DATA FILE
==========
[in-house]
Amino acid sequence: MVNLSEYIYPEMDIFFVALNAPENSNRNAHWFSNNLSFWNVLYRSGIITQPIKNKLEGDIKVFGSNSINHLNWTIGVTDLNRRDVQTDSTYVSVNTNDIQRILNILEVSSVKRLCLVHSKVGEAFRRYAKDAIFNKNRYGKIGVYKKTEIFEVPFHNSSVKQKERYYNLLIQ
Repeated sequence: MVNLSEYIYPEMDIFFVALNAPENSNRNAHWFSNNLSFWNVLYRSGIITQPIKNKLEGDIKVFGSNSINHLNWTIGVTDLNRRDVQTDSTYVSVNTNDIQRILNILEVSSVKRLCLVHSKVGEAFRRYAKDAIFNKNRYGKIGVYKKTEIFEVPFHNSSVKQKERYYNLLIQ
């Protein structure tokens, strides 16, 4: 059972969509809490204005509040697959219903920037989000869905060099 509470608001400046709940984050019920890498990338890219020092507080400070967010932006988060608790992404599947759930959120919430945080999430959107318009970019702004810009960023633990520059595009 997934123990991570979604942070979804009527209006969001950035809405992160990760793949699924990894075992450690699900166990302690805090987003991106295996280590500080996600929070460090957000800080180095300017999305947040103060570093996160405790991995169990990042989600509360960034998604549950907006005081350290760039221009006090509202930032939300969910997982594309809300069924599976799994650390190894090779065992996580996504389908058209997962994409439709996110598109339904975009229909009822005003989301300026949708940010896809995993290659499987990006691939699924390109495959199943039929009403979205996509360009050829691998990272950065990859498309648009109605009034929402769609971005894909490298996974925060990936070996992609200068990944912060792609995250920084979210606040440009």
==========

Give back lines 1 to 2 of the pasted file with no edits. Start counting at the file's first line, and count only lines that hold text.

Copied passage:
[in-house]
Amino acid sequence: MVNLSEYIYPEMDIFFVALNAPENSNRNAHWFSNNLSFWNVLYRSGIITQPIKNKLEGDIKVFGSNSINHLNWTIGVTDLNRRDVQTDSTYVSVNTNDIQRILNILEVSSVKRLCLVHSKVGEAFRRYAKDAIFNKNRYGKIGVYKKTEIFEVPFHNSSVKQKERYYNLLIQ